Record housebuilding plans across Arun district are so high they are destined to fail, a government inspector has been told.
Aldingbourne resident Louise Beaton criticised targets in Arun District Council’s local plan, which would see an average of 1,000 homes built annually up until 2031.
Mrs Beaton, of the Aldingbourne Neighbourhood Plan team, rebutted claims from developers that the figure was deliverable – or even not high enough.
Speaking at the examination of Arun’s local plan on Thursday (September 21), she said: “The problem is if we set the figures too high it is going to set up this plan to fail.
“It is not deliverable on the basis of the trends that have been delivered in the past.”
The local plan, outlining a vision for housing and economic growth between 2011 and 2031, plans for more than 20,000 new homes.
But housebuilding levels since 2011 have not reached the levels now required, with just over 600 homes completed last year.
Delivery will need to be higher in some years to catch up, peaking at 1,873 homes in 2019/20.
Robin Green, barrister for the Campaign to Protect Rural England, questioned whether such levels were deliverable.
He said: “House builders are not going to flood the market and put the council’s housing projections above their own financial interest and there is no evidence that I can see that the market can sustain that level of house building.”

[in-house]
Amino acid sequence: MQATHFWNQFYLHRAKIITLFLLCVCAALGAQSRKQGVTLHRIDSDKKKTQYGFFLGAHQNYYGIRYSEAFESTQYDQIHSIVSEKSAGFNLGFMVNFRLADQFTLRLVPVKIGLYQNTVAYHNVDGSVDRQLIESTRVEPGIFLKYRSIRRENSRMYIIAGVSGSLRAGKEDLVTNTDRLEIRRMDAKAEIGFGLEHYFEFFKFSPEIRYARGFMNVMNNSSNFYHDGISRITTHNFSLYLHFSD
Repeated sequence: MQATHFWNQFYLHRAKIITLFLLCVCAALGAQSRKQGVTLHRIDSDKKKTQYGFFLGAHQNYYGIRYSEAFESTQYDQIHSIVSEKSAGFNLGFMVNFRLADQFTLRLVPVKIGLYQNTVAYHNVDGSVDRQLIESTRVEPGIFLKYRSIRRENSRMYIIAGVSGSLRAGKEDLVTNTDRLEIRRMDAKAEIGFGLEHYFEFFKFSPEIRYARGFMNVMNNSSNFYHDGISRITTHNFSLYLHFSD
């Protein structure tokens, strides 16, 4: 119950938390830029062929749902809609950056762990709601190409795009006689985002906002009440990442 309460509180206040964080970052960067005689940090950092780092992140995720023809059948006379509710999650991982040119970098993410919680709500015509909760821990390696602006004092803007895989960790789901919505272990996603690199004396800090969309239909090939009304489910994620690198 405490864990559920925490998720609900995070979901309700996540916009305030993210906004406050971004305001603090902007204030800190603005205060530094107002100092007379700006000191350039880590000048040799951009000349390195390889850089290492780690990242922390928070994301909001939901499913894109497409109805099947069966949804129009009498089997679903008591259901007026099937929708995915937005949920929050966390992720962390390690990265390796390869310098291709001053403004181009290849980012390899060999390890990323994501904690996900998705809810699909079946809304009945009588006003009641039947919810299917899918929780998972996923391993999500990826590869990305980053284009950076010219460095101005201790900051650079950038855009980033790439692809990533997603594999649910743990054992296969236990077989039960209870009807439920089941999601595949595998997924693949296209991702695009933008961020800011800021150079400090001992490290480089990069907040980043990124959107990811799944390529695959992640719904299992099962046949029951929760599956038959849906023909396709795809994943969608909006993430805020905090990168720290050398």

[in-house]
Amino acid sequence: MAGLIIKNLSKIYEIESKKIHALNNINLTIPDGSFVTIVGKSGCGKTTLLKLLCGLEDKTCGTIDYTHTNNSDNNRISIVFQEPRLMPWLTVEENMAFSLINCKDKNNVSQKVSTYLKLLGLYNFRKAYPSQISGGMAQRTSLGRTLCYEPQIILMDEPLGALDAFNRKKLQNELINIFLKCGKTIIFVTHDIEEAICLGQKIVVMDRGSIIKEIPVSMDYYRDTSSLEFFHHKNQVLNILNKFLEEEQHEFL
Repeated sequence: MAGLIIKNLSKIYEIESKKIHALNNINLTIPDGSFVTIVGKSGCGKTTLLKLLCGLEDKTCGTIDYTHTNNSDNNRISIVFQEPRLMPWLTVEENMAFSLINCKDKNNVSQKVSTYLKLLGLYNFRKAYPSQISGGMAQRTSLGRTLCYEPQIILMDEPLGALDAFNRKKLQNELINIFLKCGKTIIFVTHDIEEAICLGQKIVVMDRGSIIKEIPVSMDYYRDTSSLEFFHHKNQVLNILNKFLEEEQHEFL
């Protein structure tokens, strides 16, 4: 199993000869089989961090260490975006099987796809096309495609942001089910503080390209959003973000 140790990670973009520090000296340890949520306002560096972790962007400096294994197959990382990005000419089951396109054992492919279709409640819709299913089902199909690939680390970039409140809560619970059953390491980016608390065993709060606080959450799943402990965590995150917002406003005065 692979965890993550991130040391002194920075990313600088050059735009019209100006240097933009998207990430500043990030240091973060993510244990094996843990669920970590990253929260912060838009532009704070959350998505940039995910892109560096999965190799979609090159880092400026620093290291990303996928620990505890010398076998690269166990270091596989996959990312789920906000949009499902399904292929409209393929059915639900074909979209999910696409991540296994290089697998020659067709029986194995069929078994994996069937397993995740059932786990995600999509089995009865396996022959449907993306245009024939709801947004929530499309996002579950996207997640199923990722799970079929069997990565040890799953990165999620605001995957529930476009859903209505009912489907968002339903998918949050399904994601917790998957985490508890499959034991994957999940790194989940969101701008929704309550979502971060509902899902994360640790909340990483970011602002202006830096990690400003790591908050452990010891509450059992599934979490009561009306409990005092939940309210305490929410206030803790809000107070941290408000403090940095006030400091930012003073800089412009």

Paul Collins, a planning consultant for Keith Langmead Limited, said Arun’s target was too low.
He argued Arun’s offer to help meet housing shortfalls in Worthing and Chichester, representing 1,600 of the 20,000 homes, was not enough.
He said the council needed to accept development of more smaller sites, rather than relying mostly on larger housing projects.
Representatives of the housebuilding industry said previous low rates were set against a backdrop of land supply issues.
They highlighted the Government’s current drive to ‘significantly boost’ housing.
Failing to keep up with its targets would render Arun unable to demonstrate a five-year housing land supply.
This effectively lowers the bar developers have to meet to gain planning permission, as local planning policies are deemed out of date.
The council’s development control committee has frequently faced approving plans which contravene policies because it currently cannot demonstrate the required land supply.